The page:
Eliminate ‘If’ And ‘But’ For More Sincere Apologies

Eliminate ‘If’ And ‘But’ For More Sincere Apologies

The only thing worse than a missed apology is a fake one. But even when you don’t mean to, your friends may think a fake apology is exactly what you’re giving them.

Photo by butupa

Often, we quality our apologies with “if” and “but”. Lifehack.org notes this can make them sound insincere:

Here it is in two forms: “I’m sorry if you were hurt by X or Y” or “I’m sorry but you never told me Z.” The key words that make these examples insincere are “if” and “but.” These words shift responsibility from you to the person you are apologising to.

When you apologise, focus on accepting responsibility instead of thwarting it. Replace “I’m sorry if you were hurt by X or Y” with “I’m sorry for hurting you” to be more sincere to the people who are worth it.

For more tips on saying you’re sorry, check out the key components of an effective apology.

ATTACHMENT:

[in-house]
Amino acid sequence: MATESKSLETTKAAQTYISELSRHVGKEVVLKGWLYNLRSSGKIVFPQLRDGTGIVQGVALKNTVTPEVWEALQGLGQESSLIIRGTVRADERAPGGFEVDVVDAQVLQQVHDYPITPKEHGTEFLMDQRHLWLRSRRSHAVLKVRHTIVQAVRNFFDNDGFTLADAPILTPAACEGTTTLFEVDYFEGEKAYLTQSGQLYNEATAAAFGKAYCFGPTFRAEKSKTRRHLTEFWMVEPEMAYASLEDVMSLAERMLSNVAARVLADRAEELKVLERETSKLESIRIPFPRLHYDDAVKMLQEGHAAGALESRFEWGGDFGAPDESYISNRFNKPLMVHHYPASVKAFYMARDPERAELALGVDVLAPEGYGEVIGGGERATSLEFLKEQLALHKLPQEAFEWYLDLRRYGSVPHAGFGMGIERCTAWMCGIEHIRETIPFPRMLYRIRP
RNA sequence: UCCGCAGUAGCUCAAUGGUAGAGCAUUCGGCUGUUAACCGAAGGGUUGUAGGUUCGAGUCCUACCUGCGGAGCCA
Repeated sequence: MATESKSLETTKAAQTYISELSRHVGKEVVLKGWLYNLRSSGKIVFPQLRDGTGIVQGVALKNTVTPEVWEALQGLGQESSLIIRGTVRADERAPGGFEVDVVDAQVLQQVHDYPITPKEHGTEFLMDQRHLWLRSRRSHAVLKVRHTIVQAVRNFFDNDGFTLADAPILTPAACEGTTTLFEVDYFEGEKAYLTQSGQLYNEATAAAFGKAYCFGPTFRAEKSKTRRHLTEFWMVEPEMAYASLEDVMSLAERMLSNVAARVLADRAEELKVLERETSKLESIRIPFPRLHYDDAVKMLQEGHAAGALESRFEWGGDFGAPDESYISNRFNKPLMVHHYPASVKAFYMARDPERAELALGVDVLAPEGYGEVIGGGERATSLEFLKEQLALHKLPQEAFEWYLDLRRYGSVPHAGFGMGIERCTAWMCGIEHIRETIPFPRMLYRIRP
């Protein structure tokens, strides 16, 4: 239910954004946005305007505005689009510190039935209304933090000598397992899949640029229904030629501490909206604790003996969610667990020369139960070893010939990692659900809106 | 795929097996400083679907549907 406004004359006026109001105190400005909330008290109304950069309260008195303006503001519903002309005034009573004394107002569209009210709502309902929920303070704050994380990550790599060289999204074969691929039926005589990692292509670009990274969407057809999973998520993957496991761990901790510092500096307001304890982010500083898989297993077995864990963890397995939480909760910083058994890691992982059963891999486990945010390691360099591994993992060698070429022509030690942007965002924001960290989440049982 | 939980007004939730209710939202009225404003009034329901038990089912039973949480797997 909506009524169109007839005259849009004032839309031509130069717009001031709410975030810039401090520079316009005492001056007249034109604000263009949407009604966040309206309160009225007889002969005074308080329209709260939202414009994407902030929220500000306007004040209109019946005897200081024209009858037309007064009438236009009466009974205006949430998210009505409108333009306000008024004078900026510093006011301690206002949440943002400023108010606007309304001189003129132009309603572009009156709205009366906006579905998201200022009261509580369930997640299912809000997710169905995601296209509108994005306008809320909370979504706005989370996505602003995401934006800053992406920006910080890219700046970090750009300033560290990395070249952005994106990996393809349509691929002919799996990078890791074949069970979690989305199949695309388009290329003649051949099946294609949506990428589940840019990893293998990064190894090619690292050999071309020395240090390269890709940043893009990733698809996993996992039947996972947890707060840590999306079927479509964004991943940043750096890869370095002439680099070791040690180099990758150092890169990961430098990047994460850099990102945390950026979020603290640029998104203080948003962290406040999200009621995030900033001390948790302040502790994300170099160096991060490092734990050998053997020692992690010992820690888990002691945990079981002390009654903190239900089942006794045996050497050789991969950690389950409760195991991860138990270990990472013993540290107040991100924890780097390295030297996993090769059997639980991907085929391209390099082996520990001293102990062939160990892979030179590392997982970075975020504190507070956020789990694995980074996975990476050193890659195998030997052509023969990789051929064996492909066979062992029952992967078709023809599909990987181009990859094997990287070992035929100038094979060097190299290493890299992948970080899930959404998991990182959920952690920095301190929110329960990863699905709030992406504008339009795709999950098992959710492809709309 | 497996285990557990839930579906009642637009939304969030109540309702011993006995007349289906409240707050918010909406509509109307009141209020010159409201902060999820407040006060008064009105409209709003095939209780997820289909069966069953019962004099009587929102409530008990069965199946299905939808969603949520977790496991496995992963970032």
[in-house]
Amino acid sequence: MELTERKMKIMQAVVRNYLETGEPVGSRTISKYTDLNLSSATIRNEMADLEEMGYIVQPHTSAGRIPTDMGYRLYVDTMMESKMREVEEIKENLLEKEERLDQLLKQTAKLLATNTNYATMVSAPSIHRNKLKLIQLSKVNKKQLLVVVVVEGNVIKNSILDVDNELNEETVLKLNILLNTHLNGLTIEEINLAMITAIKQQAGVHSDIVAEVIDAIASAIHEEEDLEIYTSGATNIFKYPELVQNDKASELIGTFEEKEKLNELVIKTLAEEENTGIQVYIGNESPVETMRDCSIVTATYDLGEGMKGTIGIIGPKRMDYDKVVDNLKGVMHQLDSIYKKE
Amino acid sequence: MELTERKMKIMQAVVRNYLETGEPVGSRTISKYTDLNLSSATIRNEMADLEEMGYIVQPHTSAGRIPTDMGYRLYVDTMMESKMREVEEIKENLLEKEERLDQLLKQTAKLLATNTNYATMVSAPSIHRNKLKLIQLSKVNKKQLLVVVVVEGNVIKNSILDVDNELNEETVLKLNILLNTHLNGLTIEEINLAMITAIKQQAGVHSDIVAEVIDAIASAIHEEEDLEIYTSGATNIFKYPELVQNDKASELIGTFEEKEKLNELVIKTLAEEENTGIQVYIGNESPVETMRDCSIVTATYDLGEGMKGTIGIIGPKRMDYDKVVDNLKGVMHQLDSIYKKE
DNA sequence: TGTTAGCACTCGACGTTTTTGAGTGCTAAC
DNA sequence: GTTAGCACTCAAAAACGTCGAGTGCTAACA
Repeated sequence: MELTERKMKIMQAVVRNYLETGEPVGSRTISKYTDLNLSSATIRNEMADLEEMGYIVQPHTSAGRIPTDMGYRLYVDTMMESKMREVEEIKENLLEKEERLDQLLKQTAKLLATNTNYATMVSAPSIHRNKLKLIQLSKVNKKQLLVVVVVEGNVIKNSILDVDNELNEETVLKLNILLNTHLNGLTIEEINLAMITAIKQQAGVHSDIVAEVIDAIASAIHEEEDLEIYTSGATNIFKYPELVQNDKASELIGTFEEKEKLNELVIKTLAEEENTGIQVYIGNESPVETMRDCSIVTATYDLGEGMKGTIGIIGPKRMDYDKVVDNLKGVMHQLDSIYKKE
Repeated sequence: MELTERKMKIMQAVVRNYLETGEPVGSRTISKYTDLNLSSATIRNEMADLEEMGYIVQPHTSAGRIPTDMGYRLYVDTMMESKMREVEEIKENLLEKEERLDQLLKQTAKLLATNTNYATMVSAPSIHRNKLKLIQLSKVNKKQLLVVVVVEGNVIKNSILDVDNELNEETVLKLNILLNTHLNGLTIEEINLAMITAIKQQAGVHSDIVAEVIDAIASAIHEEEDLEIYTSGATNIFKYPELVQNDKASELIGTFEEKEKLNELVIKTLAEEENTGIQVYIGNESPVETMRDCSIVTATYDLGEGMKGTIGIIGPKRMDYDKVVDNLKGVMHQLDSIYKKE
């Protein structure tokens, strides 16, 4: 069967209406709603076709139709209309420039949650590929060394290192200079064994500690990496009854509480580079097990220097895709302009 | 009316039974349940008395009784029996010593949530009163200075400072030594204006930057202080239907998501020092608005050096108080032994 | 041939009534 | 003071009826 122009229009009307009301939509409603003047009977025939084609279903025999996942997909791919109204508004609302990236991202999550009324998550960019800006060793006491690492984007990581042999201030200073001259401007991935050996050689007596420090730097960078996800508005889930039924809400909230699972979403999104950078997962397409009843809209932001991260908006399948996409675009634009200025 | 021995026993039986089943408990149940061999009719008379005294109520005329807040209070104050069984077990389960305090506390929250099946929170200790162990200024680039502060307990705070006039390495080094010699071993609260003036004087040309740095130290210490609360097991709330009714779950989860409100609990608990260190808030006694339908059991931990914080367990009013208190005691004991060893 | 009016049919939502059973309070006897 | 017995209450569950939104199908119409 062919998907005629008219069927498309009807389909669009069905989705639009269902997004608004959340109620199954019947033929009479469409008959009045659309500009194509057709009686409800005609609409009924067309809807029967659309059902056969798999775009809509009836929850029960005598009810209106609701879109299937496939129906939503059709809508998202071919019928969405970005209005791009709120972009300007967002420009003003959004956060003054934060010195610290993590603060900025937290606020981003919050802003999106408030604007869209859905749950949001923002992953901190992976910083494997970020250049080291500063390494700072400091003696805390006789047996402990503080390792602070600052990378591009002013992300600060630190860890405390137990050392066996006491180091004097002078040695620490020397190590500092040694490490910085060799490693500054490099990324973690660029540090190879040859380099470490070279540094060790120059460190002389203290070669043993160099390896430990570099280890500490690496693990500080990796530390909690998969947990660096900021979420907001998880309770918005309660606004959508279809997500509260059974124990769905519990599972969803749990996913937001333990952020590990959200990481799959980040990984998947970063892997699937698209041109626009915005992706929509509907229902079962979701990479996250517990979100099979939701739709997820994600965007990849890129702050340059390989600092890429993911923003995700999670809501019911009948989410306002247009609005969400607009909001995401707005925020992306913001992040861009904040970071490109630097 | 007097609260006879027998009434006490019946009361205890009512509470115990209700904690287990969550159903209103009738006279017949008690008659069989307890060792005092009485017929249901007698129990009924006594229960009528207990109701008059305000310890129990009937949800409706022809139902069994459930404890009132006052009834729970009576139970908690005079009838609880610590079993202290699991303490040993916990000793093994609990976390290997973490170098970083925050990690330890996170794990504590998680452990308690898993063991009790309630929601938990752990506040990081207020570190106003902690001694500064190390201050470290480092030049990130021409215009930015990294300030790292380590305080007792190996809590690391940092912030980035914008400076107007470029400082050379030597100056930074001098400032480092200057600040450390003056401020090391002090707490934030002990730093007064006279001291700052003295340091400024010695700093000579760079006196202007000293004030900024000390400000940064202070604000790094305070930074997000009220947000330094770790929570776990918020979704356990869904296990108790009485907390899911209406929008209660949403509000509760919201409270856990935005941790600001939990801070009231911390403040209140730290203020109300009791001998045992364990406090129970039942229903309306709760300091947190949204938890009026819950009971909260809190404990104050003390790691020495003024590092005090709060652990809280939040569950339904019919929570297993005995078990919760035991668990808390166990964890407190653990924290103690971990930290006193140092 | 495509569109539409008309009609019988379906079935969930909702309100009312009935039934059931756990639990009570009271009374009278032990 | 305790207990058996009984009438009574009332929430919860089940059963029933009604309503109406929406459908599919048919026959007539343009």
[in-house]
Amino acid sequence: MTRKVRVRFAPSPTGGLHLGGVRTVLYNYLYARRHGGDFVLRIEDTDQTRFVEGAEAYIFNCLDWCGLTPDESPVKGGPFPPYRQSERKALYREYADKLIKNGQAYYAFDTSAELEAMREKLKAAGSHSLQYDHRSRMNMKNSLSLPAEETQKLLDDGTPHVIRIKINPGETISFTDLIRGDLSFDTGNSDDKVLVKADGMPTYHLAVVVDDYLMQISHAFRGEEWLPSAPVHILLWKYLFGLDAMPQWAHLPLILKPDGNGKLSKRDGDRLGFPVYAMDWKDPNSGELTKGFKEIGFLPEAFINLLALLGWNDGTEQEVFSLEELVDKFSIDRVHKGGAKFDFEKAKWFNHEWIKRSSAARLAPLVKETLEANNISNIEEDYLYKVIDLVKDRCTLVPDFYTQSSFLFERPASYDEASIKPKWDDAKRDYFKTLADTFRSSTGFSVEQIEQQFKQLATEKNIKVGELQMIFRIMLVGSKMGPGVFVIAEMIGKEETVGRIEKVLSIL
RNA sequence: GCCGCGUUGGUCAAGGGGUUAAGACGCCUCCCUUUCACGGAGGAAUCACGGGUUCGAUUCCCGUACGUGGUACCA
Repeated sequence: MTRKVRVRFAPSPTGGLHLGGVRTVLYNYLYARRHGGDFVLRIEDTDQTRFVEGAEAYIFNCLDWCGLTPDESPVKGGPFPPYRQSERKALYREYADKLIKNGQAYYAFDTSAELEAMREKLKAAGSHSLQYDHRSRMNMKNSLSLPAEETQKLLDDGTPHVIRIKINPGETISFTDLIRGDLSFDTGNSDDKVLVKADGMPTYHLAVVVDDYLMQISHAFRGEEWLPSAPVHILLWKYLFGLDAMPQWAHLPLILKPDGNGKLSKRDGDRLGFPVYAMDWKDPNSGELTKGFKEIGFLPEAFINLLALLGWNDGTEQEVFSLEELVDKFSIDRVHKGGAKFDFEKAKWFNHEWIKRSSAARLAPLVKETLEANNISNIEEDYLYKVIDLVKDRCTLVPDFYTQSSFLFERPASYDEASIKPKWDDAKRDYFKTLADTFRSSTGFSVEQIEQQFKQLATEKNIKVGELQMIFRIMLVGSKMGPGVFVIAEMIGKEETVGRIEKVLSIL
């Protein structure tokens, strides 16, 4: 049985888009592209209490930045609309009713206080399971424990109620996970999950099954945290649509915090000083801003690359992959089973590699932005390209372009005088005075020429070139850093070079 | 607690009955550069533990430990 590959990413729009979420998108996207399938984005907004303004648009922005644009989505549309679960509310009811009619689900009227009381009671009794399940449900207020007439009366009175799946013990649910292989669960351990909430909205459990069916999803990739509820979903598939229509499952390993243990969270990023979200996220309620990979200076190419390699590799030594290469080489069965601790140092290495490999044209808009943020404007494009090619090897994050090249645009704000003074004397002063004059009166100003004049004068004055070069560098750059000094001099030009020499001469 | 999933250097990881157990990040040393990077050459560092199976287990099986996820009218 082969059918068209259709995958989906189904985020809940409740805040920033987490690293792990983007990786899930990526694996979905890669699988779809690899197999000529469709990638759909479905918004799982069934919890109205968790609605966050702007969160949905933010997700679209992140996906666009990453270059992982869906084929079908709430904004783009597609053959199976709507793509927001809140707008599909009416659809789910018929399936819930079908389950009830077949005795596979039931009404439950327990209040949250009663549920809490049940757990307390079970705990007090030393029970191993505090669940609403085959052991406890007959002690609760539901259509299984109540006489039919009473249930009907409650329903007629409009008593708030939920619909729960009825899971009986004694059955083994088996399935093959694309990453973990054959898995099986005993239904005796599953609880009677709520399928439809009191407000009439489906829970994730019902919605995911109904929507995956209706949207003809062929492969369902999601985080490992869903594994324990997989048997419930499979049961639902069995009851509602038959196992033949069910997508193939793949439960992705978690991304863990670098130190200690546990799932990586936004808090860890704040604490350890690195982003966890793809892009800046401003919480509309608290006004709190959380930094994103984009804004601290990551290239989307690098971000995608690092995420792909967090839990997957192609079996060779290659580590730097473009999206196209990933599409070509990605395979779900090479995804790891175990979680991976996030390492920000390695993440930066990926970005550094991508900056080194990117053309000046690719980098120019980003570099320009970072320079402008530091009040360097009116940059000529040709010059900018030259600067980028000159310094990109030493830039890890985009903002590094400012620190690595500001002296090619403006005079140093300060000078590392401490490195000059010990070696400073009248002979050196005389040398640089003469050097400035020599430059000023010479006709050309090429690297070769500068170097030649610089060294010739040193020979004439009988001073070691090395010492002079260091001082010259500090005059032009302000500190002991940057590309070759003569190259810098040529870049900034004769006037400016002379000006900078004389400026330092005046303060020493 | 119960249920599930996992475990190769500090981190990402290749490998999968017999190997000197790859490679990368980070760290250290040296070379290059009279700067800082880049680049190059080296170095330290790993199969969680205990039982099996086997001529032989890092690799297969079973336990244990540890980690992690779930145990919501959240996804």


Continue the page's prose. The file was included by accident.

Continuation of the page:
8 Mistakes That are Costing You Your Friendships [Lifehack]


  • I have massive problems with apologies. Seems like they really need to be customized for the recipient. Too elaborate, they’ll claim insincerity. Too perfunctory, they’ll claim it as reluctant or lacking in empathy. Try to include a note as to WHY you know this was bad, you may well just miss the mark, showing you don’t understand at all…

    If you’re going to use ‘but’, put the bad part first.
    “I still think I was right. It’s important to me, and I won’t back down on that. But… there are ways of saying and doing things, and I did them wrong. I hurt you and I’m sorry for that.”

    Some might call it an asshole’s apology, but caring about someone important to you shouldn’t mean letting them or yourself be wrong, or accepting the worldviews of whoever gets upset the most easily, just to keep the peace. Dishonesty is a lack of respect.

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